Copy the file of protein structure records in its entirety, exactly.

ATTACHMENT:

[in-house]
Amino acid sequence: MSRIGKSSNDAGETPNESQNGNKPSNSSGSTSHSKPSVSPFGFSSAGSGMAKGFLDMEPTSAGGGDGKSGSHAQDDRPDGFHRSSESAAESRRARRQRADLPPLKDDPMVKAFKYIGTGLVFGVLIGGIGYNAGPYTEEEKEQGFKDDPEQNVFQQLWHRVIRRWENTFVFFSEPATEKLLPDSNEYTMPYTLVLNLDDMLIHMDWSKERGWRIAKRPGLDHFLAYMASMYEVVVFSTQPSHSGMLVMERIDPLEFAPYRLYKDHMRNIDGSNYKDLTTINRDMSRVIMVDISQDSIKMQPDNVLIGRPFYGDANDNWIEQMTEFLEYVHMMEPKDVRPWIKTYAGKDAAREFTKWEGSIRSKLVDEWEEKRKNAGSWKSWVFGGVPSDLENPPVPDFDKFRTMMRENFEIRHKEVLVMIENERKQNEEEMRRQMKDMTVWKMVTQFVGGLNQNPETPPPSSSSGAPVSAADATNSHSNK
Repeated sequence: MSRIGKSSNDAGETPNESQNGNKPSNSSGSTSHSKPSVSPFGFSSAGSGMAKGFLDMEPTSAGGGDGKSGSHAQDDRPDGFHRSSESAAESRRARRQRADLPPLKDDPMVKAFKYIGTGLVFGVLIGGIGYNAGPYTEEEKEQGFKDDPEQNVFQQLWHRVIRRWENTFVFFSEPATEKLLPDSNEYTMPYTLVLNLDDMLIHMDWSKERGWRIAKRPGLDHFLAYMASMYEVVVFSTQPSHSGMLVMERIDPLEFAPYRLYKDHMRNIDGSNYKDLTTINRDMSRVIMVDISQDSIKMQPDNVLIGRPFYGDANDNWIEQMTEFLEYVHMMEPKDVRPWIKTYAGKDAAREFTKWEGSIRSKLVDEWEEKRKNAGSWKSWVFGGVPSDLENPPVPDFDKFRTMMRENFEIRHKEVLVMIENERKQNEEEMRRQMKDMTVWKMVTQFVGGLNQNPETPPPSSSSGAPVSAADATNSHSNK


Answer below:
[in-house]
Amino acid sequence: MSRIGKSSNDAGETPNESQNGNKPSNSSGSTSHSKPSVSPFGFSSAGSGMAKGFLDMEPTSAGGGDGKSGSHAQDDRPDGFHRSSESAAESRRARRQRADLPPLKDDPMVKAFKYIGTGLVFGVLIGGIGYNAGPYTEEEKEQGFKDDPEQNVFQQLWHRVIRRWENTFVFFSEPATEKLLPDSNEYTMPYTLVLNLDDMLIHMDWSKERGWRIAKRPGLDHFLAYMASMYEVVVFSTQPSHSGMLVMERIDPLEFAPYRLYKDHMRNIDGSNYKDLTTINRDMSRVIMVDISQDSIKMQPDNVLIGRPFYGDANDNWIEQMTEFLEYVHMMEPKDVRPWIKTYAGKDAAREFTKWEGSIRSKLVDEWEEKRKNAGSWKSWVFGGVPSDLENPPVPDFDKFRTMMRENFEIRHKEVLVMIENERKQNEEEMRRQMKDMTVWKMVTQFVGGLNQNPETPPPSSSSGAPVSAADATNSHSNK
Repeated sequence: MSRIGKSSNDAGETPNESQNGNKPSNSSGSTSHSKPSVSPFGFSSAGSGMAKGFLDMEPTSAGGGDGKSGSHAQDDRPDGFHRSSESAAESRRARRQRADLPPLKDDPMVKAFKYIGTGLVFGVLIGGIGYNAGPYTEEEKEQGFKDDPEQNVFQQLWHRVIRRWENTFVFFSEPATEKLLPDSNEYTMPYTLVLNLDDMLIHMDWSKERGWRIAKRPGLDHFLAYMASMYEVVVFSTQPSHSGMLVMERIDPLEFAPYRLYKDHMRNIDGSNYKDLTTINRDMSRVIMVDISQDSIKMQPDNVLIGRPFYGDANDNWIEQMTEFLEYVHMMEPKDVRPWIKTYAGKDAAREFTKWEGSIRSKLVDEWEEKRKNAGSWKSWVFGGVPSDLENPPVPDFDKFRTMMRENFEIRHKEVLVMIENERKQNEEEMRRQMKDMTVWKMVTQFVGGLNQNPETPPPSSSSGAPVSAADATNSHSNK